By David Calvert, October 2020

At the start of 2020 iFormulate was delighted to be invited to speak at the Annual Eastern Europe Regulatory Conference for Plant Protection Products planned for Budapest in April. For obvious reasons this was initially postponed to September and then turned into a virtual two-day event which took place at the end of the month.

There was a good mix between conventional and bio products in the sessions I attended and it was clear that there was desire to speed up the regulatory process for both types of products and the co-formulants in these. I sensed some frustration though at the costs and obstacles to introducing new products at a time when there are more products being withdrawn and the picture in Eastern Europe reflects those in many other areas.

Initially, we were wary of speaking at a conference which had regulations at its heart but with a new strand of “Research and Innovation” I gave a twenty-minute presentation on day two on the subject of “Formulation of Biocontrol Products”. Amongst other topics covered in this strand were precision, digital and smart farming, and how these could be defined, advanced pest monitoring and the outlook for the market.

Some delegates had queried why innovation was included in the conference and why it had not maintained sole focus on regulations as in previous years. These concerns were addressed directly in the closing comments and it was pointed out that there was a need for those involved in regulating agrochemical products to know what was coming down the line and that they should be prepared for these new technologies and innovations. I tend to concur with these comments and it is this lack of foresight which is perhaps delaying the introduction of bio-based products as regulators try to impose rules for synthesised and precisely controlled products on those which are derived from nature and by this “nature” cannot be so strictly defined.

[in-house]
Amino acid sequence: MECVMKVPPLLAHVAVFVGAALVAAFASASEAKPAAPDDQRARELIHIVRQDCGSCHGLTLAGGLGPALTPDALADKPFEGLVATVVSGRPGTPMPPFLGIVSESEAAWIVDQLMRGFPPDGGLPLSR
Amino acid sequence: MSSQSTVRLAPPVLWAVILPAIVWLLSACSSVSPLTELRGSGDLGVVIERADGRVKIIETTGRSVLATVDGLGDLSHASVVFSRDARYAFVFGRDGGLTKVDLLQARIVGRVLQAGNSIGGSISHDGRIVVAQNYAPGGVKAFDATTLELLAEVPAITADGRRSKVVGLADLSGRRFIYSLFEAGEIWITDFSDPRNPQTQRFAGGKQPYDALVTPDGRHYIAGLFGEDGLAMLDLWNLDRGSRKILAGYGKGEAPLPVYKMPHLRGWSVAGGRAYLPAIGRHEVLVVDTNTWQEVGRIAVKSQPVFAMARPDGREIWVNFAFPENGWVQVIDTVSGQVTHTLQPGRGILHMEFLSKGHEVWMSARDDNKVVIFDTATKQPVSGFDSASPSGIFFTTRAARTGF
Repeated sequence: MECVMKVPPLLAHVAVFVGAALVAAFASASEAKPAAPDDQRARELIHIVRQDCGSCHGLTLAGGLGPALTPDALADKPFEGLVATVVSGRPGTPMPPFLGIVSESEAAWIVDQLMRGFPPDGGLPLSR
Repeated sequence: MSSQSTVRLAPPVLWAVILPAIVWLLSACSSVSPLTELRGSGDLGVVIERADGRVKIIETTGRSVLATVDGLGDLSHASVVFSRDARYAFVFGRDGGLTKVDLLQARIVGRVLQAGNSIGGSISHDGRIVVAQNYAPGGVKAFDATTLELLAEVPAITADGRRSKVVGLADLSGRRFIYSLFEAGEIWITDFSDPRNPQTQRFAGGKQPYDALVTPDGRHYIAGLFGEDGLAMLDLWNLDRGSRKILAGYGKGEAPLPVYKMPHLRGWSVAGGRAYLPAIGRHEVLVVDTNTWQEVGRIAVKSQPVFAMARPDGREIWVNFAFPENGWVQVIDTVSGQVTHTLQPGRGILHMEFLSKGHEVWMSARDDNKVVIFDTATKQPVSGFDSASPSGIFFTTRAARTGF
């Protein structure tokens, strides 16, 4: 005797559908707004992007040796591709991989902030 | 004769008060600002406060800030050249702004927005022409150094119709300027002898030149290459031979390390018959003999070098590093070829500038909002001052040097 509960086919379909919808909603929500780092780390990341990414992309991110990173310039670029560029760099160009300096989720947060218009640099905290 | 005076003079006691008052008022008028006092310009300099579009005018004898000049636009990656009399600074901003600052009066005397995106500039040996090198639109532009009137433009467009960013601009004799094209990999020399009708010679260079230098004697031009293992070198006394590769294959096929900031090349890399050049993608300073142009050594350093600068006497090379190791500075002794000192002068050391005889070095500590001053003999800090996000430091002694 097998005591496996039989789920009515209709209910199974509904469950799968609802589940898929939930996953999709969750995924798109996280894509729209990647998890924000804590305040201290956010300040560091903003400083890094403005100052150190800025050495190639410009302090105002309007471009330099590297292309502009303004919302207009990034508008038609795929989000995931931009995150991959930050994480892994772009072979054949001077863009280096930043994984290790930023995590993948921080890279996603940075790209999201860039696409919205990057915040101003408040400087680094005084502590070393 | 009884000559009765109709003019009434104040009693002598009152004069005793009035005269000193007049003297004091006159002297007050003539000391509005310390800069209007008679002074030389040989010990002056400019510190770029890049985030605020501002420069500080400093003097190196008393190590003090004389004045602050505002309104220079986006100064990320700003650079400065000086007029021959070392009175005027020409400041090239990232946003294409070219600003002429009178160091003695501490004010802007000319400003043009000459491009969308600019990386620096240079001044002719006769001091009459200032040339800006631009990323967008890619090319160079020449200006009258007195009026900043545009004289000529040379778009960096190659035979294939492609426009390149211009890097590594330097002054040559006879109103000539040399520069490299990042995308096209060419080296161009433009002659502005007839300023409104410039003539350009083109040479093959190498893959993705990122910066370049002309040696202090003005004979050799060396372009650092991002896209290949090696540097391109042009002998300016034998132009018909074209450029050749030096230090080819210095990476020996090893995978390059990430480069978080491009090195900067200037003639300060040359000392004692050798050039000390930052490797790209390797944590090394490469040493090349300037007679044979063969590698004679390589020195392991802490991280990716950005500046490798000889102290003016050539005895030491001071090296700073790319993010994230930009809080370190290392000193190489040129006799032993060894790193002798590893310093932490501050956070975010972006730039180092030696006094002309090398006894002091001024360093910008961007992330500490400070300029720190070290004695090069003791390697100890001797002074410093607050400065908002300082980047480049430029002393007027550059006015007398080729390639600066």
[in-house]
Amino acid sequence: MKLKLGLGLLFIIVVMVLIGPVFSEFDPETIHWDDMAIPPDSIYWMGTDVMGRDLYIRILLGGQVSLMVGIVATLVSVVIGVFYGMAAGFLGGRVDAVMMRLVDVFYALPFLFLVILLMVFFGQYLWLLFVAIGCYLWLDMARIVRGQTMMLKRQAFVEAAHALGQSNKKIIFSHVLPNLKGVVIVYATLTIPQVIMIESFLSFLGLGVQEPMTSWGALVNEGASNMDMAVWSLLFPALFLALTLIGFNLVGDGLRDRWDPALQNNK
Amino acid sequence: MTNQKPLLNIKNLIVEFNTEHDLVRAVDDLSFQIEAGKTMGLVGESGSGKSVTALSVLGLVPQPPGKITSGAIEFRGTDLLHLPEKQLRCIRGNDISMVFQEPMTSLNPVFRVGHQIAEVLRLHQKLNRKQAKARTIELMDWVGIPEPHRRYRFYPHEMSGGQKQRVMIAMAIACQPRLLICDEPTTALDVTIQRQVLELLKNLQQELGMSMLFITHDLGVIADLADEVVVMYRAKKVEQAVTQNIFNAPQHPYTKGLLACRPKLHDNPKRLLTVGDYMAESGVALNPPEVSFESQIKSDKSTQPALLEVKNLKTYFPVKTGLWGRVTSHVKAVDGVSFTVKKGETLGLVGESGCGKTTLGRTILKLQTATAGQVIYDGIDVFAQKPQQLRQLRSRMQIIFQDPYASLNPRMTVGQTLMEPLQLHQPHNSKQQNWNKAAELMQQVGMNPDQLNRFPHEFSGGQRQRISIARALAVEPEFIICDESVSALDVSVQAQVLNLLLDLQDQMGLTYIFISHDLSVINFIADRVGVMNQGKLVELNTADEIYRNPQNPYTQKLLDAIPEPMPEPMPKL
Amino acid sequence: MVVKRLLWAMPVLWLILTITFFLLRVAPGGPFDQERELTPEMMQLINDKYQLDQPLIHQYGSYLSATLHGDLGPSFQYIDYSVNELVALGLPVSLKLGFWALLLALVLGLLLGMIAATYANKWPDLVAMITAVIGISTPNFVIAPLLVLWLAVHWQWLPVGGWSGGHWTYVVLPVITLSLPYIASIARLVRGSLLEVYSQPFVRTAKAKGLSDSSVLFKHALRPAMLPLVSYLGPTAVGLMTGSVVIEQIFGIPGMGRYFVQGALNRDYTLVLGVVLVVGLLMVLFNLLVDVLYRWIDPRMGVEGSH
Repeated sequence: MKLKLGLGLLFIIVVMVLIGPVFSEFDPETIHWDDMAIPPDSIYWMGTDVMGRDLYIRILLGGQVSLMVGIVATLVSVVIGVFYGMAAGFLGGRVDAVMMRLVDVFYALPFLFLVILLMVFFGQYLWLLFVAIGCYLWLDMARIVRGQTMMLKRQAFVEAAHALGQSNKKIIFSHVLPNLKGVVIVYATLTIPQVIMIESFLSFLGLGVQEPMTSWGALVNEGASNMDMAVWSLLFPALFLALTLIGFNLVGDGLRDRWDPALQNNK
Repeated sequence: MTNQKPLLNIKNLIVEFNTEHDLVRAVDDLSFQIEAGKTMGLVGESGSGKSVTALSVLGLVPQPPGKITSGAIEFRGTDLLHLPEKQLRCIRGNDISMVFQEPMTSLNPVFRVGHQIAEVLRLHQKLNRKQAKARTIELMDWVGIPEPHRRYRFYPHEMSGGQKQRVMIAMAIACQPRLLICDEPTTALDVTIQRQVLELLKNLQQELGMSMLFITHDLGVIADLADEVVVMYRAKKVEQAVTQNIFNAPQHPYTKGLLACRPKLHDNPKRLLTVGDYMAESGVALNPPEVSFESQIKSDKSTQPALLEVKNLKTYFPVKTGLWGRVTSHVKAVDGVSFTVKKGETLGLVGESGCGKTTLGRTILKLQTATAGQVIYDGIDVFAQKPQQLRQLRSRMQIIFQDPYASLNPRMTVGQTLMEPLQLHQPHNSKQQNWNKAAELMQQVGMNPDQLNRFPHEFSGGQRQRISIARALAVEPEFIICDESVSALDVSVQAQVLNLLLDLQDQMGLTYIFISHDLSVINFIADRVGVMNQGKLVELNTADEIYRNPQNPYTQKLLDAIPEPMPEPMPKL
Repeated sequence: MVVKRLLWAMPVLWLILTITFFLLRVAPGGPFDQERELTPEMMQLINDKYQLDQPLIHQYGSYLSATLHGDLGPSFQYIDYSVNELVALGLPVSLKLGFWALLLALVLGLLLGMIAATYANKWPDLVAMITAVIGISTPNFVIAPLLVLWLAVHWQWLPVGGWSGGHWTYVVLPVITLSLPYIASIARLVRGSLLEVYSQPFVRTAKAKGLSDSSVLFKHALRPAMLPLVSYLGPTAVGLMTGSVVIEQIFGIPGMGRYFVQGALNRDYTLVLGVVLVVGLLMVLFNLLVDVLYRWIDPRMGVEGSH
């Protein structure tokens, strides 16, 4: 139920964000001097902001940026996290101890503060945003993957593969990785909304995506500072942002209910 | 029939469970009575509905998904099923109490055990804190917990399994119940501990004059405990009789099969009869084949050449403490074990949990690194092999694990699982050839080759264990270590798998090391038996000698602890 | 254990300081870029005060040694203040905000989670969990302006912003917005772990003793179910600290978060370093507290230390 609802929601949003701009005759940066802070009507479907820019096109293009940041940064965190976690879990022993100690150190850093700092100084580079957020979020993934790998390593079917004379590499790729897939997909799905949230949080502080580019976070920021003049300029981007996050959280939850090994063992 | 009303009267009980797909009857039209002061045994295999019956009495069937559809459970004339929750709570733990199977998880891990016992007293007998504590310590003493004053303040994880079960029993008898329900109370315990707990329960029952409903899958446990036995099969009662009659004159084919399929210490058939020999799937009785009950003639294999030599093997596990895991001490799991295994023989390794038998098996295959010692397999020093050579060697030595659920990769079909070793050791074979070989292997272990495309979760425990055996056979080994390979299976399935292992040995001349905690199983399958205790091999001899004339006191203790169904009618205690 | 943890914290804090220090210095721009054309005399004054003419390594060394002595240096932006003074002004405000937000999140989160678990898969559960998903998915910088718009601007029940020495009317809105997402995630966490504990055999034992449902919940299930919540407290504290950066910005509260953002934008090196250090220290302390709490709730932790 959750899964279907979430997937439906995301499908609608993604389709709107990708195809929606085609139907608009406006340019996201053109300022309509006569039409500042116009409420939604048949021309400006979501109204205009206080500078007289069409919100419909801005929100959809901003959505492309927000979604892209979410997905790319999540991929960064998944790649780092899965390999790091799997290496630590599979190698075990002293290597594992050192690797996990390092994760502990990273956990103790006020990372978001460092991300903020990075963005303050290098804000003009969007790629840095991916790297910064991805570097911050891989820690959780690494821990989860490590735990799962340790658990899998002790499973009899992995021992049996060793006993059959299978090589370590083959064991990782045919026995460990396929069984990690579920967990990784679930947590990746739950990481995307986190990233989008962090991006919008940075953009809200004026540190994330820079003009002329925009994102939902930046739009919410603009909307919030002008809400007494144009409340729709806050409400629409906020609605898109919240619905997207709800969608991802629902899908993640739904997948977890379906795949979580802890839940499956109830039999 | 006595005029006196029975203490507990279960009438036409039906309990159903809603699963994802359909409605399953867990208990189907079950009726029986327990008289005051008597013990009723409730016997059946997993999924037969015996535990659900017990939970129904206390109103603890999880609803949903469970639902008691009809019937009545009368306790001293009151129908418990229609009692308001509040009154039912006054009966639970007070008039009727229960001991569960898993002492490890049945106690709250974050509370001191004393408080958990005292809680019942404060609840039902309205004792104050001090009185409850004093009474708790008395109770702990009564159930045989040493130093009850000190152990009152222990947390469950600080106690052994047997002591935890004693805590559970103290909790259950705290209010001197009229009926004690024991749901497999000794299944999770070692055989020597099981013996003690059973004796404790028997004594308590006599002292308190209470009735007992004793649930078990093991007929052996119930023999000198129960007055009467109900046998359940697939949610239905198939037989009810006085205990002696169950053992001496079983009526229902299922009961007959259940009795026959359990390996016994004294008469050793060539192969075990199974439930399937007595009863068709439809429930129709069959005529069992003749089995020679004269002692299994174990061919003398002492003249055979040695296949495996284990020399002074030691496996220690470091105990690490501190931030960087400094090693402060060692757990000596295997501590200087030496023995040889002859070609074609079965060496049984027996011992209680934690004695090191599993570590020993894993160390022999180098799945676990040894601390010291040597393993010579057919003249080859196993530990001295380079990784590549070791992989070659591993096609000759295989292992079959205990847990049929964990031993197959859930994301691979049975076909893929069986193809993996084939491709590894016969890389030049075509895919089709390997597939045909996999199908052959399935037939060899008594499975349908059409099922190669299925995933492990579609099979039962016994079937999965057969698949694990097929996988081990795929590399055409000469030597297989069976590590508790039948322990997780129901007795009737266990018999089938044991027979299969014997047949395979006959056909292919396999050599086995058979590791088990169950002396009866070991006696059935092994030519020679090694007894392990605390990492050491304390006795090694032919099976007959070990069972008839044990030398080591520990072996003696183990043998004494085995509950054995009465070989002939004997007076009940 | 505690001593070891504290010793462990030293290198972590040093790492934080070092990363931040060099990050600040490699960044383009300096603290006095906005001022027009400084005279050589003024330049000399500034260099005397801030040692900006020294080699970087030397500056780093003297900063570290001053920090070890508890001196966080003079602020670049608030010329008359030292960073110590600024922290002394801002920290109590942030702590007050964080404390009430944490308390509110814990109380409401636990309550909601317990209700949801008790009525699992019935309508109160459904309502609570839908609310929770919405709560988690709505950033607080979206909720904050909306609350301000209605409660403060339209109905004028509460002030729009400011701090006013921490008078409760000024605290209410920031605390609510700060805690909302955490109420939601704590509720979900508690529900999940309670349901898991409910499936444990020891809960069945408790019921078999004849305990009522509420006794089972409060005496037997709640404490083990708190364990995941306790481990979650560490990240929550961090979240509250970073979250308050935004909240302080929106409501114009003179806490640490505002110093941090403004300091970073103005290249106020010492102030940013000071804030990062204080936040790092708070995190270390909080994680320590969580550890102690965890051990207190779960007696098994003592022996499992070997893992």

The conference was run by Legera using the Zoom platform and from a speaker’s point of view well organised with a demonstration and rehearsal being held a week before. There was an insistence on the presentations being given live and the speakers being visible from their video camera. Not only did this give the conference a feeling of being truly live, as opposed to other conferences where the presentations have been pre-recorded, but also forced me to get a haircut, have a shave and pull out one of my more formal shirts!

We are clearly not going to be able to get back in a hurry to live events but I would hope that  organisers will continue to come up with ways of making the virtual events more interactive and I do hope that I will be invited present at future events and get to see Budapest in person at some time in the future.